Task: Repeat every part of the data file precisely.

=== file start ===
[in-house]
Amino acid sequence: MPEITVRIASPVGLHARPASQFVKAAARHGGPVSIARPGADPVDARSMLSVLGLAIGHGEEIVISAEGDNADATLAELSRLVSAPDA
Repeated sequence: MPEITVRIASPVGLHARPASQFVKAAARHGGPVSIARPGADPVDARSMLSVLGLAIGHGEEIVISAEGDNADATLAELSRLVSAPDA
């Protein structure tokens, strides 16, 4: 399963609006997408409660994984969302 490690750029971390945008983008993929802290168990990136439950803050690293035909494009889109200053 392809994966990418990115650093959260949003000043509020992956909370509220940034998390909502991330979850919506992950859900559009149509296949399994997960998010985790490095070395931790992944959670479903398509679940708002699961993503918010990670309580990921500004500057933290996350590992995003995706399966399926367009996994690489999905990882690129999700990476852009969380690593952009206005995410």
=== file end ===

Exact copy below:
[in-house]
Amino acid sequence: MPEITVRIASPVGLHARPASQFVKAAARHGGPVSIARPGADPVDARSMLSVLGLAIGHGEEIVISAEGDNADATLAELSRLVSAPDA
Repeated sequence: MPEITVRIASPVGLHARPASQFVKAAARHGGPVSIARPGADPVDARSMLSVLGLAIGHGEEIVISAEGDNADATLAELSRLVSAPDA
């Protein structure tokens, strides 16, 4: 399963609006997408409660994984969302 490690750029971390945008983008993929802290168990990136439950803050690293035909494009889109200053 392809994966990418990115650093959260949003000043509020992956909370509220940034998390909502991330979850919506992950859900559009149509296949399994997960998010985790490095070395931790992944959670479903398509679940708002699961993503918010990670309580990921500004500057933290996350590992995003995706399966399926367009996994690489999905990882690129999700990476852009969380690593952009206005995410």